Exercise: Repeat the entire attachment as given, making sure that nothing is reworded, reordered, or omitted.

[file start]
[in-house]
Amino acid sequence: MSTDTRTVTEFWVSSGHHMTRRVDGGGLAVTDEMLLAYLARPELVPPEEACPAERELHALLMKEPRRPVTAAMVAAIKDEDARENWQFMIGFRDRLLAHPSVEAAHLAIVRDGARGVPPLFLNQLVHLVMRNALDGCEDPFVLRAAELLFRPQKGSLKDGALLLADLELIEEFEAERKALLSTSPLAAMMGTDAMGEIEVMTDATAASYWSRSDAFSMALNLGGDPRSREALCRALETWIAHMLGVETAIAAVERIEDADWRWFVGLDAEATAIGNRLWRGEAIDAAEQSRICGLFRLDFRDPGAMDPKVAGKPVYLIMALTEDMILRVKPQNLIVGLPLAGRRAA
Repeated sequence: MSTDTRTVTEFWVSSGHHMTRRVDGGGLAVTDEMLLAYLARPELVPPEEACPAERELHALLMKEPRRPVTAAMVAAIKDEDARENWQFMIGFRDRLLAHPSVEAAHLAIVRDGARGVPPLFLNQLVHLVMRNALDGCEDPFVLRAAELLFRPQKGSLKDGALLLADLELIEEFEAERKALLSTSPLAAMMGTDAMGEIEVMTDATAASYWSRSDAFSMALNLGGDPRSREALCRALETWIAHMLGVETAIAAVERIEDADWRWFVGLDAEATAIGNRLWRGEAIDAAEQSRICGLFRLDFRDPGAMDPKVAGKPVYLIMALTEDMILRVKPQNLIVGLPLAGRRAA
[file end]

[in-house]
Amino acid sequence: MSTDTRTVTEFWVSSGHHMTRRVDGGGLAVTDEMLLAYLARPELVPPEEACPAERELHALLMKEPRRPVTAAMVAAIKDEDARENWQFMIGFRDRLLAHPSVEAAHLAIVRDGARGVPPLFLNQLVHLVMRNALDGCEDPFVLRAAELLFRPQKGSLKDGALLLADLELIEEFEAERKALLSTSPLAAMMGTDAMGEIEVMTDATAASYWSRSDAFSMALNLGGDPRSREALCRALETWIAHMLGVETAIAAVERIEDADWRWFVGLDAEATAIGNRLWRGEAIDAAEQSRICGLFRLDFRDPGAMDPKVAGKPVYLIMALTEDMILRVKPQNLIVGLPLAGRRAA
Repeated sequence: MSTDTRTVTEFWVSSGHHMTRRVDGGGLAVTDEMLLAYLARPELVPPEEACPAERELHALLMKEPRRPVTAAMVAAIKDEDARENWQFMIGFRDRLLAHPSVEAAHLAIVRDGARGVPPLFLNQLVHLVMRNALDGCEDPFVLRAAELLFRPQKGSLKDGALLLADLELIEEFEAERKALLSTSPLAAMMGTDAMGEIEVMTDATAASYWSRSDAFSMALNLGGDPRSREALCRALETWIAHMLGVETAIAAVERIEDADWRWFVGLDAEATAIGNRLWRGEAIDAAEQSRICGLFRLDFRDPGAMDPKVAGKPVYLIMALTEDMILRVKPQNLIVGLPLAGRRAA